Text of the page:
In order to develop new anti-cancer treatments, researchers need to identify target molecules that are responsible for controlling tumour growth. Two such molecules are JNK and p38, which both regulate cell multiplication and cell death.
In a new project scientists from the Cancer Research UK Manchester Institute at The University of Manchester - part of the Manchester Cancer Research Centre - have investigated the role of a protein controlled by JNK and p38, known as ATF2, in tumour development.
Professor Nic Jones, leader of the Cell Regulation group and Director of the Manchester Cancer Research Centre, who led the study, said: "There have been conflicting findings in terms of whether JNK and ATF2 suppress or encourage tumour growth. We wanted to clarify their role in the development of cancer."
The researchers investigated a model of liver cancer and demonstrated that ATF2 appeared to suppress tumour growth. Further study showed that this process was dependent on JNK. They then examined molecules controlled by ATF2 and found that some of them were present in reduced levels in a number of different human tumours compared with normal cells.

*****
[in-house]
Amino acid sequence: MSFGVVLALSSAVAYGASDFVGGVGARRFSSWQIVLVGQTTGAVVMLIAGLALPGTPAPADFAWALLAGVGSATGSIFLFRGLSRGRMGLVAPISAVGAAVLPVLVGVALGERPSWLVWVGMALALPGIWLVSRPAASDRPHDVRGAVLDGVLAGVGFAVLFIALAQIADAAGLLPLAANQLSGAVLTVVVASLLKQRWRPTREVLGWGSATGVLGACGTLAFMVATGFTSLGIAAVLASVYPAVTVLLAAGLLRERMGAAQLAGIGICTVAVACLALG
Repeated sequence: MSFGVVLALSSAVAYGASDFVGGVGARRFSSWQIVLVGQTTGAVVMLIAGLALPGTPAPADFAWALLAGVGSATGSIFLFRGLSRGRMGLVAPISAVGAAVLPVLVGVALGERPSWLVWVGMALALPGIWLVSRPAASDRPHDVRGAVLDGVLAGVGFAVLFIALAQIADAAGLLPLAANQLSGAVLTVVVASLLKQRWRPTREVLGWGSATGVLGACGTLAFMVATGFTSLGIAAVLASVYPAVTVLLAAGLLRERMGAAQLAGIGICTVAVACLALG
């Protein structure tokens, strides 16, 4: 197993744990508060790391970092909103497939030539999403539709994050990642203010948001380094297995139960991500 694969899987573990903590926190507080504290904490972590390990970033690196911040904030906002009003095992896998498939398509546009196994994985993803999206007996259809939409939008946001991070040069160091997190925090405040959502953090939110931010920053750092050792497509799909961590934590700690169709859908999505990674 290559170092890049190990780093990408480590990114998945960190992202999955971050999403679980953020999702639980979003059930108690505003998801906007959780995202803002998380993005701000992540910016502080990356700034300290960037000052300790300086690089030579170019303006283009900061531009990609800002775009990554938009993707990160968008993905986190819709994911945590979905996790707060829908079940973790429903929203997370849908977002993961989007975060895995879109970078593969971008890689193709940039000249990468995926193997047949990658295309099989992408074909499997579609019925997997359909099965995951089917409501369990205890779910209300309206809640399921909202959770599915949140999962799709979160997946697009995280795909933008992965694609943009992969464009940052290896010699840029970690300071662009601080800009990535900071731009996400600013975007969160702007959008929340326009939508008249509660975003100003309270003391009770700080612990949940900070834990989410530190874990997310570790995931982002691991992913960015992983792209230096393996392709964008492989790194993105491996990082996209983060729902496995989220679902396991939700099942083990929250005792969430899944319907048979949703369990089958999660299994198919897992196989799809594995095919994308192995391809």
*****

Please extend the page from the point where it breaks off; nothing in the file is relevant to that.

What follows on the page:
This result suggests that ATF2 function is impaired during tumour development and indicates that its tumour suppression role may be more widespread than just liver cancer.
"We have demonstrated that JNK and ATF2 have a role to play in tumour suppression. Additional research is now needed to determine what causes changes in the levels of these ATF2-dependent molecules in tumours," added Professor Jones.